(That difference between Street, as in Ava Winston’s block, and Place, as in Anita Friday’s, trips up just about any driver new to Queens. Perhaps the subject of another post, if I ever come across a dream of being lost and bewildered by Streets, Places, Roads, Avenues, Terraces, and Circles.)

Google map of Hollis

Google map of Hollis

Hollis has been known for a long time now as the birthplace of hip-hop, but despite  my pretty eclectic interest in music, particularly music of a variety of cultures, I haven’t warmed to hip-hop.

It took a dream to make me check out a DVD I kept seeing on the shelf of my local library branch, and which brought me more up to date on Hollis: 2 Turntables and a Microphone: The Life and Death of Jam Master J.  In the video’s interviews, there’s a lot about what Hollis means to JMJ’s friends. If I recall correctly (it’s been a year and a half since I watched it), included among the memories are Hollis Superette, its owner, and its mural.

"2 Turntables and a Microphone: The Life and Death of Jam Master Jay"

(image from Amazon.com

Continue reading

Lao Textiles

14 Apr
Lao Textiles / Carol Cassidy weaving (Topic Asia Magazine)

Lao Textiles / Carol Cassidy weaving (Topic Asia Magazine)

Synchronicity is an overused word, and the fact that Carl Jung defined it as “meaningful coincidence” makes it seem even more overused than it is. “Meaningful” is in the eye of the beholder—a synchronicity is the correspondence of some external event with an internal state of the psyche, and therefore extremely individual, and not easily shared.

I think what follows, though, is one of the more convincing ones.

Here I was, at 1:30 this afternoon, doing a quick check of the wonderful ClubFreetime site to see if there are any events I’ll want to go to tomorrow. I had no plans to go into Manhattan today, but I skimmed today’s listings anyway.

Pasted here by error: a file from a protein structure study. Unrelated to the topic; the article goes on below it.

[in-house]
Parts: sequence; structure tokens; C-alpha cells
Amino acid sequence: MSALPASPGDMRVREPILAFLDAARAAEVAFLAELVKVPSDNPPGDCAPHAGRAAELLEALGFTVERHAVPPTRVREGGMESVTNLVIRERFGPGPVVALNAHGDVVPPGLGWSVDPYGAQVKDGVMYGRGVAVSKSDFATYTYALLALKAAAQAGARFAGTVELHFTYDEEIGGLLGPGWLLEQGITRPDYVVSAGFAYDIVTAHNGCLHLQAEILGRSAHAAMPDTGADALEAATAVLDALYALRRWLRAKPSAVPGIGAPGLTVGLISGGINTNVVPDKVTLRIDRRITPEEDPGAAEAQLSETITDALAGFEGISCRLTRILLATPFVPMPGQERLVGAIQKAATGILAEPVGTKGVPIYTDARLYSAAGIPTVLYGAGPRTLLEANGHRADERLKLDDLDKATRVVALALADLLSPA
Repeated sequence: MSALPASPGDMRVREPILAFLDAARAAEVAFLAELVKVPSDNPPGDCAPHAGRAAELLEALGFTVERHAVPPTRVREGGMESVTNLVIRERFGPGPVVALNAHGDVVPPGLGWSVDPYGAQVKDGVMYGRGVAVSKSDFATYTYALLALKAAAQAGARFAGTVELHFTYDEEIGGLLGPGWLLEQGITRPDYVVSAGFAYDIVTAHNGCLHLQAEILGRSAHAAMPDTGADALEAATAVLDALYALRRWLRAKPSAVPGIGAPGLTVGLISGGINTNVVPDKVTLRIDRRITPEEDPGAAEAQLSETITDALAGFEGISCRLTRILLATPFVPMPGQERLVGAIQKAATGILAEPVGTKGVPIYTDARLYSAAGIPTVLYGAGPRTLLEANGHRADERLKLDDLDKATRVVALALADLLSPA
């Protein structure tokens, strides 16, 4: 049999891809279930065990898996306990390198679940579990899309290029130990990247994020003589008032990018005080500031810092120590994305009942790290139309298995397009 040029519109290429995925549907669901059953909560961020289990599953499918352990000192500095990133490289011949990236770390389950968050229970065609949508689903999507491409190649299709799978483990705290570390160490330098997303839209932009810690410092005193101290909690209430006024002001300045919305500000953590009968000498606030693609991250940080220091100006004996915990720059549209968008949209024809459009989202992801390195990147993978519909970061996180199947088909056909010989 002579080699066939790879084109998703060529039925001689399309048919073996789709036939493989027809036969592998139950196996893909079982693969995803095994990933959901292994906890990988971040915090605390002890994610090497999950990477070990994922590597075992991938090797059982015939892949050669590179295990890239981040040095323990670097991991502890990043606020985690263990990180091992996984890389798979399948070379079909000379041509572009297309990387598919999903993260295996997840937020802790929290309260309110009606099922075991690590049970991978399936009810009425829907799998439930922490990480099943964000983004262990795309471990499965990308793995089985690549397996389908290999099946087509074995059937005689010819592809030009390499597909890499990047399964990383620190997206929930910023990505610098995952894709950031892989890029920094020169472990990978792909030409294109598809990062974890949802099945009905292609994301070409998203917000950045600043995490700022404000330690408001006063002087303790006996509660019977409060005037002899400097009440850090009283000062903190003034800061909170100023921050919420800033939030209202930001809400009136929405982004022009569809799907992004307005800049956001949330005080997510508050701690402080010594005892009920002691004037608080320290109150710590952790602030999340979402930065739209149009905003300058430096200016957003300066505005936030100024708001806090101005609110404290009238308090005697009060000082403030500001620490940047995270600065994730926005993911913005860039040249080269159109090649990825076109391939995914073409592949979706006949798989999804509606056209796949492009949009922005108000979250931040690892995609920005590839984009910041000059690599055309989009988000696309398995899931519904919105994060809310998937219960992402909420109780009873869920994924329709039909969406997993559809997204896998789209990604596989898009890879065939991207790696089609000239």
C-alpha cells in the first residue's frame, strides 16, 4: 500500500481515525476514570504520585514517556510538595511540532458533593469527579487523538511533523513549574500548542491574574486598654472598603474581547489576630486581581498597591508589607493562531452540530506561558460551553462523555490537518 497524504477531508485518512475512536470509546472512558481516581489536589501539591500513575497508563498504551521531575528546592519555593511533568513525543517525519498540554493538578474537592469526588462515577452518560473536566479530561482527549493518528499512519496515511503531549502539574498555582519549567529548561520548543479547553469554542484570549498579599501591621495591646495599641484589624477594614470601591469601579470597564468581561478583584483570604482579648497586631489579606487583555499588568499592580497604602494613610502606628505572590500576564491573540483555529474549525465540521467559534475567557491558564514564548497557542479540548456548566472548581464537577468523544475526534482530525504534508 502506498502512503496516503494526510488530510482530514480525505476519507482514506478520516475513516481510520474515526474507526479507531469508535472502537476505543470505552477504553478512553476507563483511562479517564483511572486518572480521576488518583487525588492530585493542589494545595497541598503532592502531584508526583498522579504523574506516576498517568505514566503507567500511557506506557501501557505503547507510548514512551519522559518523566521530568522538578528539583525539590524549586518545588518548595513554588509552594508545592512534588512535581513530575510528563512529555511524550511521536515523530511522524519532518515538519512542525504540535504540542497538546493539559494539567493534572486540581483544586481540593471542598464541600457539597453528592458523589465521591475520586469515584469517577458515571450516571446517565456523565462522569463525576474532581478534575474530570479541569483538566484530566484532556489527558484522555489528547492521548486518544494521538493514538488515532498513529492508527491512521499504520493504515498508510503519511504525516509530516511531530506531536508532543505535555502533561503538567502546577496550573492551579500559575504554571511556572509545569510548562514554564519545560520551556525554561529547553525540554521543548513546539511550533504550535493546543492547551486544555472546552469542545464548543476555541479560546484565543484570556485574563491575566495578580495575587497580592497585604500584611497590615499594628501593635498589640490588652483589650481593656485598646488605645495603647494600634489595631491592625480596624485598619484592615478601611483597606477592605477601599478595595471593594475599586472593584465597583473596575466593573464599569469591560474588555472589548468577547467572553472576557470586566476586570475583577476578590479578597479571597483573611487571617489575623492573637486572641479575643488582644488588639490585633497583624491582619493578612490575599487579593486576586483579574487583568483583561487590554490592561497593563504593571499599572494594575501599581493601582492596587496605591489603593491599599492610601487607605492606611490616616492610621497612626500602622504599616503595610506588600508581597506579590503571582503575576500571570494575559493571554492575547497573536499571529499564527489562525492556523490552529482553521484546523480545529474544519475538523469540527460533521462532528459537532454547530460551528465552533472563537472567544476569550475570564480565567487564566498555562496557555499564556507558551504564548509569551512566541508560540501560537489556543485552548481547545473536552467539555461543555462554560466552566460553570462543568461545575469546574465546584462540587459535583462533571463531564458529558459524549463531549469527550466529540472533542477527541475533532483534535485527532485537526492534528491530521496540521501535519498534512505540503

Whoa. In the shop of the Asia Society, Park Avenue at 70th Street, 12:30 to 3:30: “Woven Silks of Laos with Designer Carol Cassidy.” Continue reading

Root shock

14 Apr

[This post was originally titled “Where (Somebody) Hamlet led me next”]

I know these “little synchronicities” can seem to get out of control, but I like to record them, because the accumulation becomes impressive even if the individual connections are so-so.

I wanted to dress up the long “‘Hamlet’ and hamlets” post with one more image, so I went looking for one of the green road signs mentioned in the Wikipedia article that I quoted from (search term: hamlet “road sign” “new york”). What I got instead was a lot of links to “Newest Hacked Road Sign Warns Of New York’s Imminent Demise” and simpler variations on the theme “New York Is Dying.” This strikes me as a small synchronicity because, just yesterday, as I was searching the New York Daily News site for something entirely different, I came upon a small, oddly curated slide show titled “New York nabes dying.” The fact that this expresses the feeling that’s had me thinking of leaving for a long time is a bigger synchronicity (“meaningful coincidence”) for me.

It’s a feeling apparently shared by a number of people who blogged about the hacked “New York is dying” electronic road sign (and made T-shirts, maternity shirts, and tank tops of it). One blogger agreeing with the sign’s sentiment linked to a 2009 conference on a concept I’d never heard of before: the Serial Displacement Conference of the New York Academy of Medicine Working Group on Serial Displacement. Continue reading

“Hamlet” and hamlets

14 Apr

I woke this morning (4/13)